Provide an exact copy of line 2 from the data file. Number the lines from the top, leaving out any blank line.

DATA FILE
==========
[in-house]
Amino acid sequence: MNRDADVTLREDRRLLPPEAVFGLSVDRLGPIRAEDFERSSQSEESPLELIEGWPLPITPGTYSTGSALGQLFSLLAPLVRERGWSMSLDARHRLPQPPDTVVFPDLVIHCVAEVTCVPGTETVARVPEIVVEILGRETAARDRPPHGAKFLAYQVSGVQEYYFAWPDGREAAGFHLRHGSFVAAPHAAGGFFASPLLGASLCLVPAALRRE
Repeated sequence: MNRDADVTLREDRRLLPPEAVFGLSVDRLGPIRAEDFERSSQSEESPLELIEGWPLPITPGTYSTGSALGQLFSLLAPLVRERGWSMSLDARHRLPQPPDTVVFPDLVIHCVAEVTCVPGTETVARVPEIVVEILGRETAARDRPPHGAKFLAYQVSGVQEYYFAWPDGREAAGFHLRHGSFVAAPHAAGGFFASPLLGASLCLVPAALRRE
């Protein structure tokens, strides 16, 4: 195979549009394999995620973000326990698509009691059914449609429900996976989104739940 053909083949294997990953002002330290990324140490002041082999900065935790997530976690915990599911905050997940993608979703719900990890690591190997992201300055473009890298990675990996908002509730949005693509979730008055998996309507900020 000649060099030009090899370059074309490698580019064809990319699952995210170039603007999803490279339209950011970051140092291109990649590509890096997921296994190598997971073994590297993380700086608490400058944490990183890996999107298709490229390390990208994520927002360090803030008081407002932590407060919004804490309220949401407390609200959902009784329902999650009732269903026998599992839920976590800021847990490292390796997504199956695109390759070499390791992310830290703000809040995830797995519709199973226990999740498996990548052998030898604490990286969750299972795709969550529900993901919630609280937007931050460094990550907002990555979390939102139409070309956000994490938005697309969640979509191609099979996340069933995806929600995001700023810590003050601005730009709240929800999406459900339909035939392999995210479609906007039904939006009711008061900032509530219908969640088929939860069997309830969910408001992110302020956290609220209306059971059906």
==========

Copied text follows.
Amino acid sequence: MNRDADVTLREDRRLLPPEAVFGLSVDRLGPIRAEDFERSSQSEESPLELIEGWPLPITPGTYSTGSALGQLFSLLAPLVRERGWSMSLDARHRLPQPPDTVVFPDLVIHCVAEVTCVPGTETVARVPEIVVEILGRETAARDRPPHGAKFLAYQVSGVQEYYFAWPDGREAAGFHLRHGSFVAAPHAAGGFFASPLLGASLCLVPAALRRE